Machine learning anchors AppDynamics’ ‘central nervous system’ monitoring vision
Cisco Systems Inc.’s AppDynamics subsidiary is broadening its monitoring scope and folding machine learning into its technology in a campaign aimed at bringing more automation to complex multicloud environments.
The company, which Cisco swooped in to acquire two years ago just hours before AppDynamics’ planned initial public offering, monitors systems from an application perspective, detecting slowdowns and outages at the user experience level and digging down to identify root causes. The enhancements leverage technology contributed by Perspica Inc., another Cisco acquisition, which uses machine learning to analyze streams of real-time data.
AppDynamics said today’s announcements are part of a long-term initiative to build what it calls a “Central Nervous System for IT” that spans applications, infrastructure and networks. The company is tackling the increasingly vexing problem of how to sift through and make sense of data streaming in from network equipment, databases, systems monitors and other sources, a task that’s become more complex as companies have begun using multiple clouds.
The three-stage Central Nervous System initiative covers visibility, insight and action, said Matt Chotin, senior director of developer initiatives at AppDynamics. “We’ve already offered visibility; this is the core of the insight pillar,” he said. The action component, which is still under development, will involve automating problem resolution.
Cognition Engine can ingest, process and analyze millions of records per second, using machine learning to improve its understanding of how those metrics correlate with each other. The software isolates metrics that deviate from what it perceives to be the norm and presents the top suspects of the root cause of any issue affecting application availability or performance. “Instead of clicking through screens to find the root causes, the engine is elevating them and suggesting what they might be,” Chotin said.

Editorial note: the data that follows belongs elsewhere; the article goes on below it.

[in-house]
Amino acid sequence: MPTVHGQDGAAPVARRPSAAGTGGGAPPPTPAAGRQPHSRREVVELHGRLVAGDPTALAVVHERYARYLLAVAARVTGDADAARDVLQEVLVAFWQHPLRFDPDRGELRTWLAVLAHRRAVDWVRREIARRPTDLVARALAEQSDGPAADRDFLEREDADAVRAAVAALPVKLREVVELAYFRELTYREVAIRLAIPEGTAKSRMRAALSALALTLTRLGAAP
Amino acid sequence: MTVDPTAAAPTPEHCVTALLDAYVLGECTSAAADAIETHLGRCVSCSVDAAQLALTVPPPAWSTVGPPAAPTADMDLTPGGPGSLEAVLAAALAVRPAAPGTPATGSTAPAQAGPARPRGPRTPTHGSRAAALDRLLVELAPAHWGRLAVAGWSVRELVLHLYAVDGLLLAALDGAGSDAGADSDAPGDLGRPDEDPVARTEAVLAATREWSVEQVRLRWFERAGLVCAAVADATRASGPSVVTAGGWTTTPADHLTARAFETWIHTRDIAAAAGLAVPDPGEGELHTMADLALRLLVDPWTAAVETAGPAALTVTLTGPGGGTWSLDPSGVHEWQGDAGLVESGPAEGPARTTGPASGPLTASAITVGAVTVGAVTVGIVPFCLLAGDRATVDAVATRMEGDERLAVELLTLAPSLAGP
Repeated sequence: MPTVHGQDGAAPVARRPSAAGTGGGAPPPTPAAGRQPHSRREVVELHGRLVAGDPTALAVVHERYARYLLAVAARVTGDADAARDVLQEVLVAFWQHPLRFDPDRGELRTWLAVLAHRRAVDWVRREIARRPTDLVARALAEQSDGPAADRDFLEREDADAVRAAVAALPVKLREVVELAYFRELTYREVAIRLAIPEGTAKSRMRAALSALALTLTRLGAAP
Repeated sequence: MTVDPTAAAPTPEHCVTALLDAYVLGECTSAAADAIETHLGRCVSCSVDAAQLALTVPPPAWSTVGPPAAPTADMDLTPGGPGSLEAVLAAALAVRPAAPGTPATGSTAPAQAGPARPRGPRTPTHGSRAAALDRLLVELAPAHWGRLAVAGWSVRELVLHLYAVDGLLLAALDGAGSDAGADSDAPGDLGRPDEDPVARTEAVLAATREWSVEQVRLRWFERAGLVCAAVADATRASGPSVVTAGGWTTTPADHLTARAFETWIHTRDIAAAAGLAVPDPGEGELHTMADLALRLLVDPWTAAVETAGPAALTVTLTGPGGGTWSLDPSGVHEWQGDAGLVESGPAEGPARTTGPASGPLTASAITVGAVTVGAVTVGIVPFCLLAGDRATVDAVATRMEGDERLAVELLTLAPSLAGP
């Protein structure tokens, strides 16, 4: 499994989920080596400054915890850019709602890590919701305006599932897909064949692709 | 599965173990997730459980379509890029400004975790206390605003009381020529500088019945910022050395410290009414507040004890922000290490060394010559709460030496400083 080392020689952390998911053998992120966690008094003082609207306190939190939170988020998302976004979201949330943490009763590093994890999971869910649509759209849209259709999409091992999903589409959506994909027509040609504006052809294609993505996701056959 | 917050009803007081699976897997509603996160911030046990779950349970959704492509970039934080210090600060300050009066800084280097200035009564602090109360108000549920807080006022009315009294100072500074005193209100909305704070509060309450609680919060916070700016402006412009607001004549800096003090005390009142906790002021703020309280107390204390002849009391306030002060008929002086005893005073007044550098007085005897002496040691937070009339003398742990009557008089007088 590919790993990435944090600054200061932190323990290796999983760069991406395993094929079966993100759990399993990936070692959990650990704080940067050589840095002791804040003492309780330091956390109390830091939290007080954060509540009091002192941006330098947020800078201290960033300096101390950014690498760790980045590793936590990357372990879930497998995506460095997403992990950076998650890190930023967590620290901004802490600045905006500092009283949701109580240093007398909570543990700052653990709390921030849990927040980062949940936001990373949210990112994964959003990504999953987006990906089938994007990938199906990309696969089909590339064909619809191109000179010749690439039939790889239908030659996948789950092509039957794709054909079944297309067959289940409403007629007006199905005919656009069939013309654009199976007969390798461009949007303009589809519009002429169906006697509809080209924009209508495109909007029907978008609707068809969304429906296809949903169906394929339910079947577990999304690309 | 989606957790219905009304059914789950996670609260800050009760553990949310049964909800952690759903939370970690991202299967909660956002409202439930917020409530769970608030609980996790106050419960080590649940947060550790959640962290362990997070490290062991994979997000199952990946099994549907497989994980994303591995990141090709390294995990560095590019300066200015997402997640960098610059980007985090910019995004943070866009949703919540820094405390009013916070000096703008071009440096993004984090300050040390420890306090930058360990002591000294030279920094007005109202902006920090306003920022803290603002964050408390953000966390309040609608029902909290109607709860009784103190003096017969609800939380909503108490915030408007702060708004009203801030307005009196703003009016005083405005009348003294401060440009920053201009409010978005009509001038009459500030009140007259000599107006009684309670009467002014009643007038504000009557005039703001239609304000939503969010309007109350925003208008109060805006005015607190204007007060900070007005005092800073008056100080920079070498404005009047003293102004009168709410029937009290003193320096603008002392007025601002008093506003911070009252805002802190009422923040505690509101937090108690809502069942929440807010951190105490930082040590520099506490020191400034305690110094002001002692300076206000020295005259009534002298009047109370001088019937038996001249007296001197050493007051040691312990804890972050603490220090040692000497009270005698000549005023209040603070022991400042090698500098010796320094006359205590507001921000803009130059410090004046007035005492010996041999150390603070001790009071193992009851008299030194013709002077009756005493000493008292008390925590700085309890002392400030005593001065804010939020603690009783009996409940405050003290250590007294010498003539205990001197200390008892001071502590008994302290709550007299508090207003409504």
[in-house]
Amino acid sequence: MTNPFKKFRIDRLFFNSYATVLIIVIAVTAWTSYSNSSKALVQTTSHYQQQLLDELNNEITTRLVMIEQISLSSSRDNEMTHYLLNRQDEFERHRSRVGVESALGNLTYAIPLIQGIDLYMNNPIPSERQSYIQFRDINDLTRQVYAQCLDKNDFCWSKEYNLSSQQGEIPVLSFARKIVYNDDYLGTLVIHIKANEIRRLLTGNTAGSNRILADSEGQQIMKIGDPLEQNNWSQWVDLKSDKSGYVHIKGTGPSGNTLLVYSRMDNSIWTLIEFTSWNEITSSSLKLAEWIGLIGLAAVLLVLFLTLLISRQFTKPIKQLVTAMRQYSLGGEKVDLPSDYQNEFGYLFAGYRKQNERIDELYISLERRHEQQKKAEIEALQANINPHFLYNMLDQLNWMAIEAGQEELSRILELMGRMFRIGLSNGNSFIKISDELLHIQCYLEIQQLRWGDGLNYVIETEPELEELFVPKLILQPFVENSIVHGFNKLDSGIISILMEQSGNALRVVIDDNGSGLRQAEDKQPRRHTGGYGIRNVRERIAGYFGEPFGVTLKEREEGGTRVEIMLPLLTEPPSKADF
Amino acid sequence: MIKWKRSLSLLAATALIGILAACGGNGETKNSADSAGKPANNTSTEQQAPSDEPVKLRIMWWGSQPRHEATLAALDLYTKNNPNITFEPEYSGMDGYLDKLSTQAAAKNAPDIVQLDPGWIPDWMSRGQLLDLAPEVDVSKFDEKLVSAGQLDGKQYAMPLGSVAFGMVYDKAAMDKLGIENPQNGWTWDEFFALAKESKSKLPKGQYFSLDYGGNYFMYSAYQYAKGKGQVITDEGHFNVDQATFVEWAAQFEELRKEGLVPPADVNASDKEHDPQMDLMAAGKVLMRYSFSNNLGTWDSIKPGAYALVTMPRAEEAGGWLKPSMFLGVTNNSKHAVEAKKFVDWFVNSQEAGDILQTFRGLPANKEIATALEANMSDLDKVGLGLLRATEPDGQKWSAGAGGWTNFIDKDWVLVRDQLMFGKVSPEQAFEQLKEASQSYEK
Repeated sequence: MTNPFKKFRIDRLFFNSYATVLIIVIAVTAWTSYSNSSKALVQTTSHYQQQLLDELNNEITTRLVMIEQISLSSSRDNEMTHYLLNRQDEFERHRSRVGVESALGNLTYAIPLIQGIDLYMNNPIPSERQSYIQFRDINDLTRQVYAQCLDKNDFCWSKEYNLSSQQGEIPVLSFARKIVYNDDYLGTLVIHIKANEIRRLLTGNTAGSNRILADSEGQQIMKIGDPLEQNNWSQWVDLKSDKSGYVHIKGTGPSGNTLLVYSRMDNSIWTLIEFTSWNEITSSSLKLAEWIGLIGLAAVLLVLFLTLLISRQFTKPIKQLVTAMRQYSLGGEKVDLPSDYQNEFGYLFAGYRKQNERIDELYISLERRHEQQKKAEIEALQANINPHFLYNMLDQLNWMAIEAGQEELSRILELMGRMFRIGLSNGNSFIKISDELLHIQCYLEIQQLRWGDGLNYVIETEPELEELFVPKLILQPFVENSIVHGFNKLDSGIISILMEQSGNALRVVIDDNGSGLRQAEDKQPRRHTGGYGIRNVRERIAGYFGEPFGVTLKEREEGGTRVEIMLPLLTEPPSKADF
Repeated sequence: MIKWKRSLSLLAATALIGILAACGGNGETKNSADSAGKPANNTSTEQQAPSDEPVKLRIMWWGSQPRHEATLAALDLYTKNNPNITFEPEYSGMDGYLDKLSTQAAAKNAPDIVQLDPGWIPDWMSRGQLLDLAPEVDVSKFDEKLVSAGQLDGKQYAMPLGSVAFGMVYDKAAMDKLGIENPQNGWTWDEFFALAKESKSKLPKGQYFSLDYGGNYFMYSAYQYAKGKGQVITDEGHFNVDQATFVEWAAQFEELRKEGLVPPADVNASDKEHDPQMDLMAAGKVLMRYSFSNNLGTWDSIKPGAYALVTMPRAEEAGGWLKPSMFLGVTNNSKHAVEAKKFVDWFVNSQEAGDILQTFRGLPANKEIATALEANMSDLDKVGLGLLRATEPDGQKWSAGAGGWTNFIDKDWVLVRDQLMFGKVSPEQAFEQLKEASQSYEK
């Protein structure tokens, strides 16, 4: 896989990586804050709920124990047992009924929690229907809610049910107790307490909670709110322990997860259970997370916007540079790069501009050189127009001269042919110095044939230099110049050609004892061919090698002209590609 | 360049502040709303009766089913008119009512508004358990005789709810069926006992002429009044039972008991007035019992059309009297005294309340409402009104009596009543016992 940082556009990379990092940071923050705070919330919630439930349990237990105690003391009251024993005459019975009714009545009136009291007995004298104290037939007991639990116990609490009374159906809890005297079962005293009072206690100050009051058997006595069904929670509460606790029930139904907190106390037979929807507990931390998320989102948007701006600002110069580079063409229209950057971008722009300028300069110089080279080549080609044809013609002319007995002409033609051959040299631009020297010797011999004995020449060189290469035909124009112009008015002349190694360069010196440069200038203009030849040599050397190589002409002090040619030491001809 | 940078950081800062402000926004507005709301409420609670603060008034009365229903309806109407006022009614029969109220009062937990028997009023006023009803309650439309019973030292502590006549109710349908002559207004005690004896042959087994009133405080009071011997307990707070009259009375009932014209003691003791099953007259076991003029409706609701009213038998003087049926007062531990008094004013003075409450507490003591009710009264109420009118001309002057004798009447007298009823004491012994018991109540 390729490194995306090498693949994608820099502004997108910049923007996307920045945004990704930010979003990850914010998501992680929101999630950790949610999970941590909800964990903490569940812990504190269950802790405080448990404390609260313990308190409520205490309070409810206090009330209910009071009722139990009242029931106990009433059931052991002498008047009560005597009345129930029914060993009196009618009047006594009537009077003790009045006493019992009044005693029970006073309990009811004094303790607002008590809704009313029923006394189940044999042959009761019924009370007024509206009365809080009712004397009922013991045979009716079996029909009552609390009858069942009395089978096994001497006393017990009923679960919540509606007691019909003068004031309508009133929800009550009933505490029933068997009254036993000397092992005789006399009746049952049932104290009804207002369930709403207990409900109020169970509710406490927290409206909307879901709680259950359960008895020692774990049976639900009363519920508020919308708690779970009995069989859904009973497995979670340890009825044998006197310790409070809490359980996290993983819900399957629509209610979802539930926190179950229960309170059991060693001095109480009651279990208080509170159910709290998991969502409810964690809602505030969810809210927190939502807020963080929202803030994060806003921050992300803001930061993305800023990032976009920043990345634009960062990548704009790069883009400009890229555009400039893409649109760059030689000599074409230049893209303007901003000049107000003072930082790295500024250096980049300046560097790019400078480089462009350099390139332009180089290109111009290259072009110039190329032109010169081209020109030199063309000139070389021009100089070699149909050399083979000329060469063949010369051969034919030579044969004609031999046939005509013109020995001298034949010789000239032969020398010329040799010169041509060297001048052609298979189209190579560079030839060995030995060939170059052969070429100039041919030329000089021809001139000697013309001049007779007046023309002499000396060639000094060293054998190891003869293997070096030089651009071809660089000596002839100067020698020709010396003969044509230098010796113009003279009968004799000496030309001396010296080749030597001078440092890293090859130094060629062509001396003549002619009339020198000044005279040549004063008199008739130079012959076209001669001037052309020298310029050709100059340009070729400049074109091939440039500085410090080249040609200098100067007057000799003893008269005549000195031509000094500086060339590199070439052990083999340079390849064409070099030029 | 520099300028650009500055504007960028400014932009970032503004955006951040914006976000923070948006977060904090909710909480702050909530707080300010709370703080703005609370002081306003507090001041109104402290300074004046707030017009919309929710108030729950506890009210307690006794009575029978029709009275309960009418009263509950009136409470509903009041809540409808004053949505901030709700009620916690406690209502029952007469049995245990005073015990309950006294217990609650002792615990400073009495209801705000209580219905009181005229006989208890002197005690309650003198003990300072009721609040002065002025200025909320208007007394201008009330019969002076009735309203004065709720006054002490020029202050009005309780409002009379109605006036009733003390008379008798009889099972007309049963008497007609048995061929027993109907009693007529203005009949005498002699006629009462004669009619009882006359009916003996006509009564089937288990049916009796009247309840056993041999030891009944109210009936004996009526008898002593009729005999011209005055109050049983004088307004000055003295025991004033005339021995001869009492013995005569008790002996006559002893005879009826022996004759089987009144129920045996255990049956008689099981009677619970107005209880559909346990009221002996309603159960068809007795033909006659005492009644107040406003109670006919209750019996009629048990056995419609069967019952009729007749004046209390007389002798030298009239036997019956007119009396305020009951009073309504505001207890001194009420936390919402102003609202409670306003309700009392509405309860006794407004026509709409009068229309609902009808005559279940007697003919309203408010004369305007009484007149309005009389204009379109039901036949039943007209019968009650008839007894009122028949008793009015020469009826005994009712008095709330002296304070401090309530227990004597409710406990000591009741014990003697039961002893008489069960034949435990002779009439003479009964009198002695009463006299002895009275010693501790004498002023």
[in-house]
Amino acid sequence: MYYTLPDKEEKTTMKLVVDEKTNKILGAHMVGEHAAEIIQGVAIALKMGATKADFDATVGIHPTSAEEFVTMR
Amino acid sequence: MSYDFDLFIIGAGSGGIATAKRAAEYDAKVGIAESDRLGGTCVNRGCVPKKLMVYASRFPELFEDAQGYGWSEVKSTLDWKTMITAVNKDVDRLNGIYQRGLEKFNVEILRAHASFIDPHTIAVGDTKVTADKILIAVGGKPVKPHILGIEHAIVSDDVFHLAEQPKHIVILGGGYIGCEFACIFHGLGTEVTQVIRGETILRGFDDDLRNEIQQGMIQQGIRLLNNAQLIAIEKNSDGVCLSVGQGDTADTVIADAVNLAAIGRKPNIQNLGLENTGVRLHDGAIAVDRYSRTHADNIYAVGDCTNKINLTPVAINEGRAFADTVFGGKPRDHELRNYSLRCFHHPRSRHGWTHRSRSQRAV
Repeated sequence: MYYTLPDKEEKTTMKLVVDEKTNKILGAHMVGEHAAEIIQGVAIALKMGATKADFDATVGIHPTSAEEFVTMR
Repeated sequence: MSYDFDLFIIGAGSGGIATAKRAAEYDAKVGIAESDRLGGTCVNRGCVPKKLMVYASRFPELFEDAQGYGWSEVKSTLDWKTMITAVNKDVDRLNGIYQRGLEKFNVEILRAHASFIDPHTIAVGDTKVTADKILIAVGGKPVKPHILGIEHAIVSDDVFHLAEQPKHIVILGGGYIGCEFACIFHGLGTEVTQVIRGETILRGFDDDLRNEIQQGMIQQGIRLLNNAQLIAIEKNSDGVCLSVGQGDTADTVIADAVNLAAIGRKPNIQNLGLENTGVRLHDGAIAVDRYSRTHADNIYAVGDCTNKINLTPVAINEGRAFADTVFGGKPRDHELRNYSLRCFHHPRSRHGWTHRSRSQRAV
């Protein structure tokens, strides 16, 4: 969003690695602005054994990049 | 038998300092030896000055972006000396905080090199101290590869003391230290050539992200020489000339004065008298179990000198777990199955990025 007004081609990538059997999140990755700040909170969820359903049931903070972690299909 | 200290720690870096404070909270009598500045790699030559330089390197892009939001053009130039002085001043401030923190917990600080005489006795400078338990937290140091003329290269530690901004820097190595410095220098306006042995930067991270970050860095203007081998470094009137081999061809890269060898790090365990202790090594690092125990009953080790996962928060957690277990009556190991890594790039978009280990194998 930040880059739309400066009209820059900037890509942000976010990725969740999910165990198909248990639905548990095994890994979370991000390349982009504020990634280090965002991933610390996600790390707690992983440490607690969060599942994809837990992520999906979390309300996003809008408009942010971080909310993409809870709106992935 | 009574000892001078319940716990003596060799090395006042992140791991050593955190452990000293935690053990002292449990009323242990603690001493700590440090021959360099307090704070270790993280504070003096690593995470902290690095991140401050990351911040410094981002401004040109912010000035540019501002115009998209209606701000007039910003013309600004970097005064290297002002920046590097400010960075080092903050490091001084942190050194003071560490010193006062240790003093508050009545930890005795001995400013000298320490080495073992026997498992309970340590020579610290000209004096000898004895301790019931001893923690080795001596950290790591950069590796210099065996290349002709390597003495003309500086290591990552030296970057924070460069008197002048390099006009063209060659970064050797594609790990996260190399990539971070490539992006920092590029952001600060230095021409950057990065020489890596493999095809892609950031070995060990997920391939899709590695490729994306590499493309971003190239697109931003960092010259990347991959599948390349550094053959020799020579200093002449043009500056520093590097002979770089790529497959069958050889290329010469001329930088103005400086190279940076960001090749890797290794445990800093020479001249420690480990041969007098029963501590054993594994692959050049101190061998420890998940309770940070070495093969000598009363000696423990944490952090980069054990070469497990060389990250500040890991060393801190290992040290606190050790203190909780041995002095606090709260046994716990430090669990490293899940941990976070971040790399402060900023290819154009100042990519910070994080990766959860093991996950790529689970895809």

The machine learning component is unsupervised, meaning that human intervention isn’t required to define normal conditions, Chotin said. “We collect the data, feed it into the model and over time it understands what normal is,” he said. “You don’t really need to train it. You do need to understand what your business thresholds are for deviation,” which is a statistical measure of tolerance for abnormal behavior.
Data collection is done with agents that are installed and connected to runtime module such as Java applications or Docker containers.
The company is also adding a serverless agent for Amazon Web Services Inc.’s Lambda function-as-a-service, the first of what the company said will be a family of special-purpose agents that detect the impact of serverless functions on applications. Serverless computing presents a new set of challenges to information technology organizations because functions can be launched on the fly and shut down just as quickly. This ephemeral nature of serverless applications defies traditional system monitoring technology.
AppDynamics said the new Serverless Agent for AWS Lambda creates a full application topology that understands how applications are built and how different components, including serverless functions, impact user experience. It uses a lightweight agent that can scale without requiring significant network or system overhead, the company said. While acknowledging that “serverless is more aspirational than deployed at this time,” Chotin said the company wants to get out front of what is shaping up to be a major shift in the way organizations build and deploy applications.
Cognition Engine is an enhancement to the base AppDynamics platform, so pricing won’t change. AppDynamics typically prices per deployed agent, but doesn’t publish specifics.
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